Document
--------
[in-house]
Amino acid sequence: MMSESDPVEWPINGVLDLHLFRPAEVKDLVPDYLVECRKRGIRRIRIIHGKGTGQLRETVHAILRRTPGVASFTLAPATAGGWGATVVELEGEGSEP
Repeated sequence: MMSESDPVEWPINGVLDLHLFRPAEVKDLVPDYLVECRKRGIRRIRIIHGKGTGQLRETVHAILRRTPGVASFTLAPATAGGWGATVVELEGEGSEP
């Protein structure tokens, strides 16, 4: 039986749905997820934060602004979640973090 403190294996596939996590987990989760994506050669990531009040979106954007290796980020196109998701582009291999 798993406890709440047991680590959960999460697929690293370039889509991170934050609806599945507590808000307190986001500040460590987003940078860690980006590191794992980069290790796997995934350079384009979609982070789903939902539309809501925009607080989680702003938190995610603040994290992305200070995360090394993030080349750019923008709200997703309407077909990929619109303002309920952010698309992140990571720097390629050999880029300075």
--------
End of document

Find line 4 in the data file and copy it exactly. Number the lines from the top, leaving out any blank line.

């Protein structure tokens, strides 16, 4: 039986749905997820934060602004979640973090 403190294996596939996590987990989760994506050669990531009040979106954007290796980020196109998701582009291999 798993406890709440047991680590959960999460697929690293370039889509991170934050609806599945507590808000307190986001500040460590987003940078860690980006590191794992980069290790796997995934350079384009979609982070789903939902539309809501925009607080989680702003938190995610603040994290992305200070995360090394993030080349750019923008709200997703309407077909990929619109303002309920952010698309992140990571720097390629050999880029300075």